The failure to include Russia into a common security system with the West, while also pursuing a policy of expansion, has backfired, and led to diminished security not only for Russia, but also for its neighbors. In an effort to prevent further enlargement of the alliance into its periphery, the Kremlin opted for the most reliable means – the use of force. As Thomas Graham, managing director of Kissinger Associates, explained at a recent discussion, Russia’s actions in Georgia and Ukraine showed that the mantra that “Russia has no veto” over EU or NATO decisions was wrong; Russia does indeed have a veto through the use of force, which it is willing to use to achieve its goals.
Thus, the expansion of the alliance fostered new winners and losers in Europe: while most Central and Eastern European states were free to join both NATO and the EU, nations that happened to fall into “the gray area” between Russia and the West, such as Ukraine, Moldova, Georgia, and Armenia, had to make painful choices favoring one partner over the other.
The absence of a common security system in Europe does not allow former Soviet states to fully pursue integration with the EU and NATO without undermining their relations with Moscow. According to Dmitri Trenin, the fundamental problem that “we are facing is that the post-Cold War settlement was flawed because it did not include Russia into a common security system with the West– as it did include Germany, as it did include Japan after the Second World War. That is why NATO in Ukraine [or any other neighboring nation] is important to Putin and to the political and military establishment.”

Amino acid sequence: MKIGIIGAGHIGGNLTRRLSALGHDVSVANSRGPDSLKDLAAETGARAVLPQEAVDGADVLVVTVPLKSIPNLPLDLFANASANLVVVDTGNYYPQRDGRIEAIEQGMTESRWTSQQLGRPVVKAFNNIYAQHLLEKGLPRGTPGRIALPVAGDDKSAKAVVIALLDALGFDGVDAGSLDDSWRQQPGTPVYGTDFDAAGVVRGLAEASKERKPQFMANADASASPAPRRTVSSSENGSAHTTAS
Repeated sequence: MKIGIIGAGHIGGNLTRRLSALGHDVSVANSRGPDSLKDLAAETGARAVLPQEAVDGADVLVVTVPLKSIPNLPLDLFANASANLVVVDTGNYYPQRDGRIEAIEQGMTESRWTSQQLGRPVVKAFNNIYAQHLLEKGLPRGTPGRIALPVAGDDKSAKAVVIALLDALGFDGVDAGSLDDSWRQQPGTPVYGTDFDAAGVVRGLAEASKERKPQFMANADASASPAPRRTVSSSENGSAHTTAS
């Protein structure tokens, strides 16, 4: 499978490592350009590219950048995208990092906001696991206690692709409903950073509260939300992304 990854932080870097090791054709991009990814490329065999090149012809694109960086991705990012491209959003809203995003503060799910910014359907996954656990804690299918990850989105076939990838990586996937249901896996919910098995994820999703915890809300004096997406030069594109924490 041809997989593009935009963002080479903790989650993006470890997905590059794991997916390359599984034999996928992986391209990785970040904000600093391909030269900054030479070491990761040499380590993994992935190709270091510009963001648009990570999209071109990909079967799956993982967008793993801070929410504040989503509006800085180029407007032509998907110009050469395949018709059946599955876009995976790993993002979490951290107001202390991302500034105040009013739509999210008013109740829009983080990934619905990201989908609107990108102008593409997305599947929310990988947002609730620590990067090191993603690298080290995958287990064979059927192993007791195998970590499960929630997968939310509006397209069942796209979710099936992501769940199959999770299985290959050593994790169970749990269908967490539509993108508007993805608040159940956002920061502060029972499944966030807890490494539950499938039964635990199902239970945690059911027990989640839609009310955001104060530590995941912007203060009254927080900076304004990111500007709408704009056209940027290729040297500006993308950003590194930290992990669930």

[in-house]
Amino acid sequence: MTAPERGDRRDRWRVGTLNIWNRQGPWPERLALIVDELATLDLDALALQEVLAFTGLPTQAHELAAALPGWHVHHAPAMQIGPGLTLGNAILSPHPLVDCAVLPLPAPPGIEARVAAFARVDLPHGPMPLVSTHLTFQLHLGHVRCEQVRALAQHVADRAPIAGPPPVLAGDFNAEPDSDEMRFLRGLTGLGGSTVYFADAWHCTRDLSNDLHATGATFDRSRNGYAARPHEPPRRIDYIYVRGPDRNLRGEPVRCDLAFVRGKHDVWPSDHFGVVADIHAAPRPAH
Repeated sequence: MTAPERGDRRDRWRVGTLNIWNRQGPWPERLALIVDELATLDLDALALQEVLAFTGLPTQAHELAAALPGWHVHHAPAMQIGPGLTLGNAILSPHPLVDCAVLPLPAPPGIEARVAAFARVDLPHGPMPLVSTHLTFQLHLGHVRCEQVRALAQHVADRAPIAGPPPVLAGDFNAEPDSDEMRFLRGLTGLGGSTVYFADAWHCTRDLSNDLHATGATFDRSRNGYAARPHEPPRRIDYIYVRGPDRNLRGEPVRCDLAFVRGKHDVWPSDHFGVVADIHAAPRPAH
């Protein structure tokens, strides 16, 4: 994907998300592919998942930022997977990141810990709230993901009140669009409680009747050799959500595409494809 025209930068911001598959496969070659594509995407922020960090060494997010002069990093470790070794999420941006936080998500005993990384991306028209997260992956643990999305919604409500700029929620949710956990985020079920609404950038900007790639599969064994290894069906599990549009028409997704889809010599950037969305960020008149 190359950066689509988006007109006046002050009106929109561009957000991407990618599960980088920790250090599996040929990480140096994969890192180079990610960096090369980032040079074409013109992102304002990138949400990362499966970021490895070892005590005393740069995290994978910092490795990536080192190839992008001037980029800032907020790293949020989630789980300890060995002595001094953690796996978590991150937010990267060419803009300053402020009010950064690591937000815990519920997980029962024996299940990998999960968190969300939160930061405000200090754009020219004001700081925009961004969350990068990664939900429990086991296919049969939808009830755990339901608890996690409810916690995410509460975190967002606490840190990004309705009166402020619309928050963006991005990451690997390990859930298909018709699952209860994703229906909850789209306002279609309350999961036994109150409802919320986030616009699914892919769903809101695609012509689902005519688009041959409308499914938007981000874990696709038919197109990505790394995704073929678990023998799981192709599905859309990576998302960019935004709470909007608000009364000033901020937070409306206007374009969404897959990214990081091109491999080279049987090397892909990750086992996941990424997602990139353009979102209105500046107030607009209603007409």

New Problems, Old Methods
To address the current security problem in Europe, both parties have employed methods prescribed by the Cold War playbook. In response to Russia’s actions in Europe, the White House placed a $3.4 billion budget request for military spending in Europe in 2017, thus quadrupling the current figure of $789 million. As a senior Pentagon official noted, “it’s a huge sign of commitment to deterring Russia, and to strengthening our alliance.”